Mild traumatic brain injuries can result in long-term cognitive issues.
A traumatic brain injury (TBI) can be mild or severe, but each case signals a disruption in the usual functioning of the brain.
Doctors tend to refer to less serious TBIs as concussions. These events are more common, resulting from the likes of car accidents, falls, and sports injuries.
Symptoms range from headaches, dizziness, and nausea to problems with cognitive and sleeping functions.
Most people completely recover from a concussion in a short period of time, but some may experience lasting effects — especially if they have had a mild TBI before. Multiple concussions can lead to memory problems and issues with concentration and balance.
Concussions can be particularly problematic for young people, whose brains have not yet fully developed. According to a Centers for Disease Control and Prevention (CDC) report, more than 800,000 children received treatment in U.S. emergency departments for some form of TBI in 2014.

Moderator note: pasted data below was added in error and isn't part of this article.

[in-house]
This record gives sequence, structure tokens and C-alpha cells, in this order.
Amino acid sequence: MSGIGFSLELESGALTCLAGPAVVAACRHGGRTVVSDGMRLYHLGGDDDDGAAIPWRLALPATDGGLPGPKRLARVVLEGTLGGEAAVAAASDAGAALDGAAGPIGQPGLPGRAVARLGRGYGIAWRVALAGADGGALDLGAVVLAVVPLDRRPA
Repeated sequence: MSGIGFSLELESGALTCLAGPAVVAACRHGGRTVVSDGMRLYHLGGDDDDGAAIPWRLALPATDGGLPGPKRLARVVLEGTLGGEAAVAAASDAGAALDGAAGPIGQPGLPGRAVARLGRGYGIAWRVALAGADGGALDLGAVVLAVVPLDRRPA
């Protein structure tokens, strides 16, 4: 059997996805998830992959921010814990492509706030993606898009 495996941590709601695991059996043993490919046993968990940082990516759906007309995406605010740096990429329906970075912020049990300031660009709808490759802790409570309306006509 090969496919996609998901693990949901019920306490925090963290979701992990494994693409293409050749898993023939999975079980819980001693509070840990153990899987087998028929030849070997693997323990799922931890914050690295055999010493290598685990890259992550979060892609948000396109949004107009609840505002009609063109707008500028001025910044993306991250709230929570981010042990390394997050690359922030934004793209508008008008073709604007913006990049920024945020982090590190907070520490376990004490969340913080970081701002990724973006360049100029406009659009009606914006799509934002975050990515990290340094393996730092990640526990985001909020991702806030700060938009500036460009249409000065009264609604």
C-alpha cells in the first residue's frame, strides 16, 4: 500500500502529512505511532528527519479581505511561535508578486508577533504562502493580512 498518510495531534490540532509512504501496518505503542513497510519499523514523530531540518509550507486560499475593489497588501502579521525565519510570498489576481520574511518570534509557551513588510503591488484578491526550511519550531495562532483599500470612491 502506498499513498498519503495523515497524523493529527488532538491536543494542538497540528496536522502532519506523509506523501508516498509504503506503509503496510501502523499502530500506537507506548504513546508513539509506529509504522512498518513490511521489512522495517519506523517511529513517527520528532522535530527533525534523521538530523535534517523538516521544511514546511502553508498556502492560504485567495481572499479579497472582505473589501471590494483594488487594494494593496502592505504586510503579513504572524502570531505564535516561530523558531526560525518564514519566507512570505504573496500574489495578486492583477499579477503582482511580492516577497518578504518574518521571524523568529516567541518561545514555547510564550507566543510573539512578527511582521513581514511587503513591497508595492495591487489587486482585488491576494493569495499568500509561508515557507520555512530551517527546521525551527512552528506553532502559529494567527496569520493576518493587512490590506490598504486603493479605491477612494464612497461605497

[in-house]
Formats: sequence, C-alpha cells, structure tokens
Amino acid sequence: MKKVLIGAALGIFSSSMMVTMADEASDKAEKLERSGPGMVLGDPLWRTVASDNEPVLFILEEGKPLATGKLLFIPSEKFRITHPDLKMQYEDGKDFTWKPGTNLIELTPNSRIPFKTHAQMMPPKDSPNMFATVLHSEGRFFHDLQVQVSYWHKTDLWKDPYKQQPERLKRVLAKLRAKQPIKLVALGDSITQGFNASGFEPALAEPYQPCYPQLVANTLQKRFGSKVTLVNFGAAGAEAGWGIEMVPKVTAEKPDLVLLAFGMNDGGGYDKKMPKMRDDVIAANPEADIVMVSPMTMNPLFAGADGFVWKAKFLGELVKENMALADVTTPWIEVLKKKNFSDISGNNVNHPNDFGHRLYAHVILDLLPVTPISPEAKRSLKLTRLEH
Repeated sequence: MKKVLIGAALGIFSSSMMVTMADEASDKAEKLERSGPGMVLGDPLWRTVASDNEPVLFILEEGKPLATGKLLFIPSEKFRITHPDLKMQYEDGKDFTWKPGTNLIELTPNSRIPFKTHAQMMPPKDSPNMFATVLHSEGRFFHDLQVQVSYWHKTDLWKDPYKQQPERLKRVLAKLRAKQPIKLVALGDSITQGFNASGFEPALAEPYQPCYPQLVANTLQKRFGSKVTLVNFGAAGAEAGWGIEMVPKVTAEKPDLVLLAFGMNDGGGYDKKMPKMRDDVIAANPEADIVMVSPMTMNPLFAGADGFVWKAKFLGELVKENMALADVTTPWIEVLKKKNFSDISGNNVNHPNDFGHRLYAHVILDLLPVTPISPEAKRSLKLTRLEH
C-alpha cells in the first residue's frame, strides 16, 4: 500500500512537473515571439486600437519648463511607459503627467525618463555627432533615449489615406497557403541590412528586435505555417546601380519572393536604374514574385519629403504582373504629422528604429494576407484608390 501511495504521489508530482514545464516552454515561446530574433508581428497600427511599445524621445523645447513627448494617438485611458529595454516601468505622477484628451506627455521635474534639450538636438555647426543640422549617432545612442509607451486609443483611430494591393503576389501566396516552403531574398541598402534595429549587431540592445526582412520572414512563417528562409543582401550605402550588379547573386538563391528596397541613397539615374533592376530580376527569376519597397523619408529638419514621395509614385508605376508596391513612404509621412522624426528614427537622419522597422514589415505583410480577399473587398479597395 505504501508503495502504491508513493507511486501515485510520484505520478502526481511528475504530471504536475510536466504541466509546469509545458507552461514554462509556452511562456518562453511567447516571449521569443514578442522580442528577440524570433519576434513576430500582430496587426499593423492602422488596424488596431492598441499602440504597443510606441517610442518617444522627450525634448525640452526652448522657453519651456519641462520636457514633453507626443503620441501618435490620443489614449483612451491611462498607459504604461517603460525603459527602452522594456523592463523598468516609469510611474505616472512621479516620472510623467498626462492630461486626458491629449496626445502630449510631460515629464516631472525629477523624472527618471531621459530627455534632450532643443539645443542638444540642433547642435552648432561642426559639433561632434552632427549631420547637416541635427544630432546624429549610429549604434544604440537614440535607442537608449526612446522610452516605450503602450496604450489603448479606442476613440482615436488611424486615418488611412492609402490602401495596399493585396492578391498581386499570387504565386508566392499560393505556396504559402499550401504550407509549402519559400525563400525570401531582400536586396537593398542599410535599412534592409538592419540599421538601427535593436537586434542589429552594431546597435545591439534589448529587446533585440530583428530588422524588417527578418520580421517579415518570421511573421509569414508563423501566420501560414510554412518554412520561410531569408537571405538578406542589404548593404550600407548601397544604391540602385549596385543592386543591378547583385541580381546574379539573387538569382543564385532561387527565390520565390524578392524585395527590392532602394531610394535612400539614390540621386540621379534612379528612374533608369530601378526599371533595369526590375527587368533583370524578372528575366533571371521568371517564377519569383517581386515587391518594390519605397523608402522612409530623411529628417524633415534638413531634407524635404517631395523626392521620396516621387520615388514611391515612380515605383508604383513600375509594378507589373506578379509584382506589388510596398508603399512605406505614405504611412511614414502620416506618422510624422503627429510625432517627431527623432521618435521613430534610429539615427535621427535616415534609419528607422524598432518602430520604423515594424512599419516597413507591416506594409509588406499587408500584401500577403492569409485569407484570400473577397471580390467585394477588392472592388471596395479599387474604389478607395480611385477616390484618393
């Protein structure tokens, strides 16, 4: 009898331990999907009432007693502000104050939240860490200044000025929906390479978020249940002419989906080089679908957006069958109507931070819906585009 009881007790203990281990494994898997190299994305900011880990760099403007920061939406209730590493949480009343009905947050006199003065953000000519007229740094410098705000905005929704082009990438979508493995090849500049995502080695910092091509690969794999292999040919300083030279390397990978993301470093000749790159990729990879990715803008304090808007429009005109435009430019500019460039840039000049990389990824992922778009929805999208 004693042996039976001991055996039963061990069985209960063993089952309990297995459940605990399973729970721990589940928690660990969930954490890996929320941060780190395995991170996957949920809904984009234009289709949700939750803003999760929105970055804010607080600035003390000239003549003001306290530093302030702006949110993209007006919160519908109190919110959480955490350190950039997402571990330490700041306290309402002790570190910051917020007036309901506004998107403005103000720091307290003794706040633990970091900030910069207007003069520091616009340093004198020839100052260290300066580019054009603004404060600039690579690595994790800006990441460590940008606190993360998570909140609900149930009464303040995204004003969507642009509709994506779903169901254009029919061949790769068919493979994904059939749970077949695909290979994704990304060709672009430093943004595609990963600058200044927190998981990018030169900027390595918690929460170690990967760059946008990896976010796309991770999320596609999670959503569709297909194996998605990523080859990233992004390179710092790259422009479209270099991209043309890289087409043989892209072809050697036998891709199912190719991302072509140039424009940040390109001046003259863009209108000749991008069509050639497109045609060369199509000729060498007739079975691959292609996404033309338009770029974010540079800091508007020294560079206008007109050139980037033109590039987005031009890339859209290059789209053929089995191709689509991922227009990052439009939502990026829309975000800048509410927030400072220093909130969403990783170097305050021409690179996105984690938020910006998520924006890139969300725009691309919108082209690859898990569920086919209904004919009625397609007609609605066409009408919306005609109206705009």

“[TBI] is a clinical condition that poses significant challenges to patients, families, and health professionals,” notes Dr. Yanbo Zhang, a professor of psychiatry at the University of Saskatchewan College of Medicine, in Canada.
“Patients can suffer long-lasting cognitive impairments [and] emotional and behavioral changes. Currently, we do not have effective treatment to improve the cognitive impairment,” he explains.
A novel form of treatment
Dr. Zhang is the co-author of an investigation into a potential new treatment for concussion, the findings of which appear in the Journal of Neurotrauma.
He and a team from the University of Saskatchewan examined the use of low-field magnetic stimulation (LFMS).
This noninvasive technique is a form of repetitive transcranial magnetic stimulation. Researchers first used this technique to painlessly stimulate nerves and the brain in 1985.Concussion leaves mark in brain’s white matter 6 months after injuryScientists are unravelling the consequences of concussion.READ NOW
LFMS has shown particularly promising results in treating mental health condit